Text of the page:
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Reversal of soft-tissue local anesthesia with phentolamine mesylate in adolescents and adults.

Author(s): Hersh EV, Moore PA, Papas AS, Goodson JM, Navalta LA, Rogy S, Rutherford B, Yagiela JA, Soft Tissue Anesthesia Recovery Group

Affiliation(s): Oral and Maxillofacial Surgery and Pharmacology, School of Dental Medicine, University of Pennsylvania, 240 S. 40th Street, Philadelphia, PA 19104, USA. evhersh@pobox.upenn.edu

Publication date & source: 2008-08, J Am Dent Assoc., 139(8):1080-93.

Publication type: Clinical Trial, Phase III; Comparative Study; Multicenter Study; Randomized Controlled Trial; Research Support, Non-U.S. Gov't

BACKGROUND: The authors conducted two multicenter, randomized, double-blinded, controlled Phase III clinical trials to study the efficacy and safety of phentolamine mesylate (PM) in shortening the duration and burden of soft-tissue anesthesia. The study involved 484 subjects who received one of four commercially available local anesthetic solutions containing vasoconstrictors for restorative or scaling procedures. METHODS: On completion of the dental procedure, subjects randomly received a PM or a sham injection (an injection in which a needle does not penetrate the soft tissue) in the same site as the local anesthetic injection. The investigators measured the duration of soft-tissue anesthesia by using standardized lip- and tongue-tapping procedures every five minutes for five hours. They also evaluated functional measures and subject-perceived altered function, sensation, appearance and safety. RESULTS: Median recovery times in the lower lip and tongue for subjects in the PM group were 70 minutes and 60 minutes, respectively. Median recovery times in the lower lip and tongue for subjects in the sham group were 155 minutes and 125 minutes, respectively. Upper lip median recovery times were 50 minutes for subjects in the PM group and 133 minutes for subjects in the sham group. These differences were significant (P < .0001). Recovery from actual functional deficits and subject-perceived altered function, sensation and appearance also showed significant differences between the PM and the sham groups. CONCLUSIONS: PM was efficacious and safe in reducing the duration of local anesthetic- induced soft-tissue numbness and its associated functional deficits. CLINICAL IMPLICATIONS: Clinicians can use PM to accelerate reversal of soft-tissue anesthesia and the associated functional deficits.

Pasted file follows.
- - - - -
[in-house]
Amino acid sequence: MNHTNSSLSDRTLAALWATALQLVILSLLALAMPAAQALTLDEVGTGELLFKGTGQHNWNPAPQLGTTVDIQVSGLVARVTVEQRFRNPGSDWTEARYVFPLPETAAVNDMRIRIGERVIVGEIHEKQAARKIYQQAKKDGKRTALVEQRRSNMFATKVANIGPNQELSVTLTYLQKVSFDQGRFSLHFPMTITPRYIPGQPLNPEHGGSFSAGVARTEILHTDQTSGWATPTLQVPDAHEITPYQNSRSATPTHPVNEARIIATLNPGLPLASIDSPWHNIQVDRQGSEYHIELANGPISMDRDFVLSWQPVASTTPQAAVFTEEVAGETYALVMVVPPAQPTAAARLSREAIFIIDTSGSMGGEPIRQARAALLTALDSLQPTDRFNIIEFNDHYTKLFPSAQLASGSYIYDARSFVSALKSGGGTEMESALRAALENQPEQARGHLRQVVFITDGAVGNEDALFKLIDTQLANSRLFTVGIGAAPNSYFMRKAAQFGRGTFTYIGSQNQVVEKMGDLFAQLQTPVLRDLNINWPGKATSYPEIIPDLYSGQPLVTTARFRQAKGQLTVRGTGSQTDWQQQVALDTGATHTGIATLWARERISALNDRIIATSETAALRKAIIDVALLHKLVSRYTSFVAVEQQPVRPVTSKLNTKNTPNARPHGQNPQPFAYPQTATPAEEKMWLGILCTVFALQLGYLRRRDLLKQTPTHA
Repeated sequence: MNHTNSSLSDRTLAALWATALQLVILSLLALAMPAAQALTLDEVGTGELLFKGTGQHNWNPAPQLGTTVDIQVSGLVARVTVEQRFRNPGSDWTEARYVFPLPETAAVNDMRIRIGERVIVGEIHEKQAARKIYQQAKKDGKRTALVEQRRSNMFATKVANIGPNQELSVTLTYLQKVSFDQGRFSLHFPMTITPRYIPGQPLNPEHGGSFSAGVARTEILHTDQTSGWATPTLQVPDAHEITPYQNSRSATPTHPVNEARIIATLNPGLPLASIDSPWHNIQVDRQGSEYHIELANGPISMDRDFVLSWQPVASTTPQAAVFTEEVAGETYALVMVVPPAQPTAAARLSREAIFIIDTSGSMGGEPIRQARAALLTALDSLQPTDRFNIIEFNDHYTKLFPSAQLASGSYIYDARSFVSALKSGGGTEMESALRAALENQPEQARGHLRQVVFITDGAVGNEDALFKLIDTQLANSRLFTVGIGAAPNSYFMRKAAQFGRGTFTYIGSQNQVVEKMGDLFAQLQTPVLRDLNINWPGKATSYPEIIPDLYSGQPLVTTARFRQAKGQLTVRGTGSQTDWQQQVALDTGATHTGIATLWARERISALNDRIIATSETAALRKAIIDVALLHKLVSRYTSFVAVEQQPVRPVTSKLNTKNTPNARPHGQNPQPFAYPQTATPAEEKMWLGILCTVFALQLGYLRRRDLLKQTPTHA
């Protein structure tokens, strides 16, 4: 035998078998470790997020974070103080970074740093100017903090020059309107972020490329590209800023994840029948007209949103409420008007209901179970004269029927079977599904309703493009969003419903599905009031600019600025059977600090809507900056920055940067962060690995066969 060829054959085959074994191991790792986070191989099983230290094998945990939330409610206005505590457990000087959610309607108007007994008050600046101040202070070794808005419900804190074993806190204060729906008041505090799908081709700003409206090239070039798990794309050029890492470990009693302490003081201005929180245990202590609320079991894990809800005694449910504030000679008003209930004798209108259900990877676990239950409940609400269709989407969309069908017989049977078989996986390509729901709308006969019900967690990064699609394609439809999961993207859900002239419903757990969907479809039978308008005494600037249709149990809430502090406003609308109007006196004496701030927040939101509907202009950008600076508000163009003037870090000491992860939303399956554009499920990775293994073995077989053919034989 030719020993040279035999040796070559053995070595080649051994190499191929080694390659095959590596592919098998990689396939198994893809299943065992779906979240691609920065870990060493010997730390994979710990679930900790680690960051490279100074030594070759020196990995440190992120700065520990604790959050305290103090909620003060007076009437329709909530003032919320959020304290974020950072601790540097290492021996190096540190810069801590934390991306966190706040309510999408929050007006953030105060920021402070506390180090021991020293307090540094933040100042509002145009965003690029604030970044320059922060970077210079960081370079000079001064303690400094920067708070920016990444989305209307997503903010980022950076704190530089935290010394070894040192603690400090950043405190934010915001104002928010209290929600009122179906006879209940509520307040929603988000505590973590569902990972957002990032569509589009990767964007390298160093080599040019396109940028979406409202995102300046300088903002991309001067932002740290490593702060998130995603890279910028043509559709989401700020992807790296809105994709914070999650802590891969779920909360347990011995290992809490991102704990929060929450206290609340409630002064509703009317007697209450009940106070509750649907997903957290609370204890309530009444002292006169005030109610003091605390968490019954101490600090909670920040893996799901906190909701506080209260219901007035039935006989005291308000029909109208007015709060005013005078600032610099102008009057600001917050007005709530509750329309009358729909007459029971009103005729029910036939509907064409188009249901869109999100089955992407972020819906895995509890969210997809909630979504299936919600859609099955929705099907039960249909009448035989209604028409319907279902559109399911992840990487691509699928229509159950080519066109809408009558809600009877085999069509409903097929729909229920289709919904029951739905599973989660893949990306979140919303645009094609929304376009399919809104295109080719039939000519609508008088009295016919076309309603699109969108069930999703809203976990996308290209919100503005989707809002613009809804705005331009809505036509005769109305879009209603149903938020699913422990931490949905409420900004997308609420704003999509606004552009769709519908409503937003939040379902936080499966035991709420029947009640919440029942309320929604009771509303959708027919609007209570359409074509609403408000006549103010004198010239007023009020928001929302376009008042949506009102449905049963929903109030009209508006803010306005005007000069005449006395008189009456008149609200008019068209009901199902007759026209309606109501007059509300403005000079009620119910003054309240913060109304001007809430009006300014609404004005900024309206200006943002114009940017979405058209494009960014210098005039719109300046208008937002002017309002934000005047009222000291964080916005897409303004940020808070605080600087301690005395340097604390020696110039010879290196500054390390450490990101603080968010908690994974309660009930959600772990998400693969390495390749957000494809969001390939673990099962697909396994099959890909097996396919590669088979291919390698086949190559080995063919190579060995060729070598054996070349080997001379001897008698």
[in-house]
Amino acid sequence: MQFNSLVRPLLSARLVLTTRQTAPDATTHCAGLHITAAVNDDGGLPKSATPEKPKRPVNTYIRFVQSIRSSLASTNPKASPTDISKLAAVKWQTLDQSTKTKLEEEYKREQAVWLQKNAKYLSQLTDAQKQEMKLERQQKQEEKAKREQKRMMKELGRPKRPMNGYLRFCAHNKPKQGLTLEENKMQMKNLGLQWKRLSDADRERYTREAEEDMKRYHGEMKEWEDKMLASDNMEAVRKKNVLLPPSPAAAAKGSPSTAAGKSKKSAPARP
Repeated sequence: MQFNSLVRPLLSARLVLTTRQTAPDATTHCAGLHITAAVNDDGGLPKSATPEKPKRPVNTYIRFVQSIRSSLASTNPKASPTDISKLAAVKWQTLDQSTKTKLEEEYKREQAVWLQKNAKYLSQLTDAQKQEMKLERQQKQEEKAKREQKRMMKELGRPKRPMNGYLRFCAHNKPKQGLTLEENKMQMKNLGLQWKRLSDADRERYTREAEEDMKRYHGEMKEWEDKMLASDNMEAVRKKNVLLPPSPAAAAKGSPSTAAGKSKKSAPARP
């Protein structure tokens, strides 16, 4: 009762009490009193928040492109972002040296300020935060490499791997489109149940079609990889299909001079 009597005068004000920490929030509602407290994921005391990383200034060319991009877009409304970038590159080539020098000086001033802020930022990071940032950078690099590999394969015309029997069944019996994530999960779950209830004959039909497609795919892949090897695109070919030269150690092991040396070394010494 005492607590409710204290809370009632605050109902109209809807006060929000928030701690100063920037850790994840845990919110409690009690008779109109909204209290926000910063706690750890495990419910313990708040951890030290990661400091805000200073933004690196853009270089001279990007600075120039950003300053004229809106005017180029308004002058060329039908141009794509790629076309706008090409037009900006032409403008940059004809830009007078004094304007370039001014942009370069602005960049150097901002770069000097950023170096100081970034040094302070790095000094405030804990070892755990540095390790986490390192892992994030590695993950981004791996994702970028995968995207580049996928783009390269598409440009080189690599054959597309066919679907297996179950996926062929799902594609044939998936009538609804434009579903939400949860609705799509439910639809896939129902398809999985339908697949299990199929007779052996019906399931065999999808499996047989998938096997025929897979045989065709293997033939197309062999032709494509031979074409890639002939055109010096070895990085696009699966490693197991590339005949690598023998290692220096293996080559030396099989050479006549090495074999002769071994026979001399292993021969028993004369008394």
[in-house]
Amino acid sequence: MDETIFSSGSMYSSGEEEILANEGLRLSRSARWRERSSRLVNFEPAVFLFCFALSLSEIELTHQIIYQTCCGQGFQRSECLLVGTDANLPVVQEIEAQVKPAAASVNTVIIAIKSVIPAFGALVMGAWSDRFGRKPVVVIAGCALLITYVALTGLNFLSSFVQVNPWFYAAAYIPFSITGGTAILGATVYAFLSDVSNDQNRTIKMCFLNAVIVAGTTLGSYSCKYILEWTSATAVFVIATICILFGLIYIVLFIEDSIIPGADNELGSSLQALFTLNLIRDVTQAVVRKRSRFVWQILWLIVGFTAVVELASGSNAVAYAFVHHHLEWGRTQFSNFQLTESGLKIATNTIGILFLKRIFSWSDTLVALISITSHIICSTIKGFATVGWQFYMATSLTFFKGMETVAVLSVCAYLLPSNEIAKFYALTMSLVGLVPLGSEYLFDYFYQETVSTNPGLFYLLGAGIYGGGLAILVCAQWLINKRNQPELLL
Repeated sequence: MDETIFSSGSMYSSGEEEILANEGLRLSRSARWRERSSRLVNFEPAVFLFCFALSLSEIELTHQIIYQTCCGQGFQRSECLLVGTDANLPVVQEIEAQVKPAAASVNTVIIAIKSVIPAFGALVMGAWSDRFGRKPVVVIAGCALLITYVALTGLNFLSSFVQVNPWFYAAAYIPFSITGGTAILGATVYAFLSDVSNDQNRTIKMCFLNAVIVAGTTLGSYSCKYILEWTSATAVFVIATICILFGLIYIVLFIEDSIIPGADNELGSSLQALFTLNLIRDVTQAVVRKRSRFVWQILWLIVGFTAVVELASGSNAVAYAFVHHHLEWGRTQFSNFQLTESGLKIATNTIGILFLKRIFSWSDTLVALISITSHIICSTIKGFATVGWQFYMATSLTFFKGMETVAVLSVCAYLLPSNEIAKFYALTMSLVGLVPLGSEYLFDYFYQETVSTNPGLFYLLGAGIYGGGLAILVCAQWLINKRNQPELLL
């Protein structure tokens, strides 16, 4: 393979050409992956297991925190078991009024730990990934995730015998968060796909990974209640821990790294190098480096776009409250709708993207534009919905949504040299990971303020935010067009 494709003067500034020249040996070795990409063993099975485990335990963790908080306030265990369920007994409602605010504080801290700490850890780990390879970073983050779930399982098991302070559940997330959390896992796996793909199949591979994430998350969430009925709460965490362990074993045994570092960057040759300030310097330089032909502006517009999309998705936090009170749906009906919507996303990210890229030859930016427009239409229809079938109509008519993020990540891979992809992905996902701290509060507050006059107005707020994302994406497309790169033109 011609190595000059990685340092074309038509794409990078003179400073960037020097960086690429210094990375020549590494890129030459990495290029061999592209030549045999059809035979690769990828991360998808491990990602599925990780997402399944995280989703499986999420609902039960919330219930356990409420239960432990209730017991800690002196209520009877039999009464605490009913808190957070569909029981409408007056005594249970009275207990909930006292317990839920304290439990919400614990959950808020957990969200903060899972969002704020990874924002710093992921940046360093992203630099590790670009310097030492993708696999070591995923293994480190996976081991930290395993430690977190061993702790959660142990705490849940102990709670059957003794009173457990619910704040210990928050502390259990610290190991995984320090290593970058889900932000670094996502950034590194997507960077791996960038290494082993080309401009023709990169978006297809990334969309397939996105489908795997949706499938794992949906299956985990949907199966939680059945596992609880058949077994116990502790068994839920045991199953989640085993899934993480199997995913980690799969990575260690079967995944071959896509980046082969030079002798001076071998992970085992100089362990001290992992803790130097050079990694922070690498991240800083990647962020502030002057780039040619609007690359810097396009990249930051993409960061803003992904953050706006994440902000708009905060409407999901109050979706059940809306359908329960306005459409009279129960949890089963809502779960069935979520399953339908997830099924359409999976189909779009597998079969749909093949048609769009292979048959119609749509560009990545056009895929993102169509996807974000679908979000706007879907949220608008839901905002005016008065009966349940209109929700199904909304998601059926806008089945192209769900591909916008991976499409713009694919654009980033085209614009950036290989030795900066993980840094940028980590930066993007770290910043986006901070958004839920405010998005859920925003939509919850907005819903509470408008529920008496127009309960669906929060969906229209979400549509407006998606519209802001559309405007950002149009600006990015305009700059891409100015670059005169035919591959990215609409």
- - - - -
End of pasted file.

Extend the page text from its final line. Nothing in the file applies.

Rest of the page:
Page last updated: 2008-11-03

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